I would like to think that having a brother made me a less selfish person, but sometimes I can’t help but think it made me more selfish. This disease is kind of like a double-edged sword. You learn patience and yet lose it just as quickly, especially if you are the sibling (i.e.: me). I don’t know what his future will hold, but he is enrolled at the community college. And I’ll be off to Japan with a debatable return. There was enough hope for him to graduate from high school, there should be enough for him to graduate from college, wouldn’t you agree?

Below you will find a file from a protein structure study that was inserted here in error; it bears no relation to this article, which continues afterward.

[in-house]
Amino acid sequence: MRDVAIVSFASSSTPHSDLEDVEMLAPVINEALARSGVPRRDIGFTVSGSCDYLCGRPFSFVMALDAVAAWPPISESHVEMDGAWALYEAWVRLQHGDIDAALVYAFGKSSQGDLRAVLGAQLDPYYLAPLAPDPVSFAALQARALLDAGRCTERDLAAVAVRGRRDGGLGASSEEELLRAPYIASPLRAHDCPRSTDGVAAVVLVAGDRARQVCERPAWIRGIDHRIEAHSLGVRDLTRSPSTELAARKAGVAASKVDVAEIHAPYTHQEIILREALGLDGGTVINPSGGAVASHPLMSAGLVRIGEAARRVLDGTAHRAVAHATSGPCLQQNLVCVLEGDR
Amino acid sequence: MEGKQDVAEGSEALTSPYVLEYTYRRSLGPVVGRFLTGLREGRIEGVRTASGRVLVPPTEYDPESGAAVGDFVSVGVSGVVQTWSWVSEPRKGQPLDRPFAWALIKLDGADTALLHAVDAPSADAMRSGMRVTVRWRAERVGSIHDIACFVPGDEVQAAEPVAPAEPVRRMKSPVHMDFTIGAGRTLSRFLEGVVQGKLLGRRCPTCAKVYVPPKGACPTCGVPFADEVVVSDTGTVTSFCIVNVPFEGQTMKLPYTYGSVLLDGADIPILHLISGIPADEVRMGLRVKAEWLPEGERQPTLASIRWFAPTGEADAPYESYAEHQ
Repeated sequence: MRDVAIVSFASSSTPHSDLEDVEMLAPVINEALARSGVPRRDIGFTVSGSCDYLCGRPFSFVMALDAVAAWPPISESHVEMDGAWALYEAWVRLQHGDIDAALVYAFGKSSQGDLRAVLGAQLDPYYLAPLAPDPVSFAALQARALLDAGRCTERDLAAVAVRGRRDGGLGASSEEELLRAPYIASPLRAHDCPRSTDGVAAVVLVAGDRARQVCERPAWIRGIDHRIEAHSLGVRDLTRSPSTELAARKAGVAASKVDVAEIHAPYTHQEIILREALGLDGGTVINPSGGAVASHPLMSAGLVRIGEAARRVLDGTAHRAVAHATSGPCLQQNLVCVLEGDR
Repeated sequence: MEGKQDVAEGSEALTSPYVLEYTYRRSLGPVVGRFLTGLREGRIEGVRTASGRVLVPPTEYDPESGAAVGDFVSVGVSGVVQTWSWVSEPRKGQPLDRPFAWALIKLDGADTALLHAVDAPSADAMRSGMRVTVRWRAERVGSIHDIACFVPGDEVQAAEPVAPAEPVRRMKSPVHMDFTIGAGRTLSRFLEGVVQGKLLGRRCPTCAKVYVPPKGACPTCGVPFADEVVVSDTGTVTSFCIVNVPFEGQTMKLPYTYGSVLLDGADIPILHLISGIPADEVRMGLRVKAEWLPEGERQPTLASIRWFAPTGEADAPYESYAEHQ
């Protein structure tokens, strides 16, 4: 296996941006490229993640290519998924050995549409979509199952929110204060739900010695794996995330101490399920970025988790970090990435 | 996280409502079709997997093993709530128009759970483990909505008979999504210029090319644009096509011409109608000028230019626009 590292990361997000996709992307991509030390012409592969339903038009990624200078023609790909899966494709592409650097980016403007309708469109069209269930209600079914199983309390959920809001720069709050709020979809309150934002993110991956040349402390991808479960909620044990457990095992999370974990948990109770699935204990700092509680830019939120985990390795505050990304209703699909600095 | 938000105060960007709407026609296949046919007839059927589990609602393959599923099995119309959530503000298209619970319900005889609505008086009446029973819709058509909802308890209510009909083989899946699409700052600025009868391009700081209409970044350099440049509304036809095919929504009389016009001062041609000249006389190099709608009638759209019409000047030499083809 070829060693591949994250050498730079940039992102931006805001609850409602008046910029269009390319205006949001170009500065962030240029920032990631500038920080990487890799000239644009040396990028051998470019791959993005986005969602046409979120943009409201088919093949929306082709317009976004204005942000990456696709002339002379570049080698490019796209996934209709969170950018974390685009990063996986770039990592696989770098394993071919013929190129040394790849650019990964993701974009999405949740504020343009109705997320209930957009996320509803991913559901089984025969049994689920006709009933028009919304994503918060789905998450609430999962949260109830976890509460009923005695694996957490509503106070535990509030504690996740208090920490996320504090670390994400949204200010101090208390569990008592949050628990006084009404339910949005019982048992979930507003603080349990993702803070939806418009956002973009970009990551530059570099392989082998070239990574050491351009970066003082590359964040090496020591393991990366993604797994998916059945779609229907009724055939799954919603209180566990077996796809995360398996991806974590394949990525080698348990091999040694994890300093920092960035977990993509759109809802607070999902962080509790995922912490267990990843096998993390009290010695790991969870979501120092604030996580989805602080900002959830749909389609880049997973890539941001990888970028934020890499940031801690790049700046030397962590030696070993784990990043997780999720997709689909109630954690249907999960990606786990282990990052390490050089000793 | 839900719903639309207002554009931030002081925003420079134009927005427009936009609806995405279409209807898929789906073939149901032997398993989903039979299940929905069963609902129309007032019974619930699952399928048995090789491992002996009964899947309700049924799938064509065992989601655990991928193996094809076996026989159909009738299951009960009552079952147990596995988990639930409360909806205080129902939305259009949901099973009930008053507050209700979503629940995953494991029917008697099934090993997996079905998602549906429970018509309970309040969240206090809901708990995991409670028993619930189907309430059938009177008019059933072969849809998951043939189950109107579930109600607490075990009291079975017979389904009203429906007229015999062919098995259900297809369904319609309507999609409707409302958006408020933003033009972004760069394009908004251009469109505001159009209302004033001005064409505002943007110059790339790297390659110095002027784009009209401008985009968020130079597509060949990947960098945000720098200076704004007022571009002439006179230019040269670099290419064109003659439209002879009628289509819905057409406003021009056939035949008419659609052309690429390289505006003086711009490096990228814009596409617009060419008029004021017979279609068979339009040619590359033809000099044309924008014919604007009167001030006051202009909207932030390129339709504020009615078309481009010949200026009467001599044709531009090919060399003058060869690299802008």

On another, vastly different, note, I ran into my old AP English teacher at the ceremony. Damn I love that woman, she’s what I want to be like when I grow up. Only not a librarian (which she is now).

So I went to Chicago, and I took a JET interview…

Life has been rather chaotic of late, what with the snow storms, midterms, lack of internet, and far too many double shifts at the cafe for one’s immune system to bear. But, I did manage to get my butt to Chicago for the JET interview despite all the mayhem.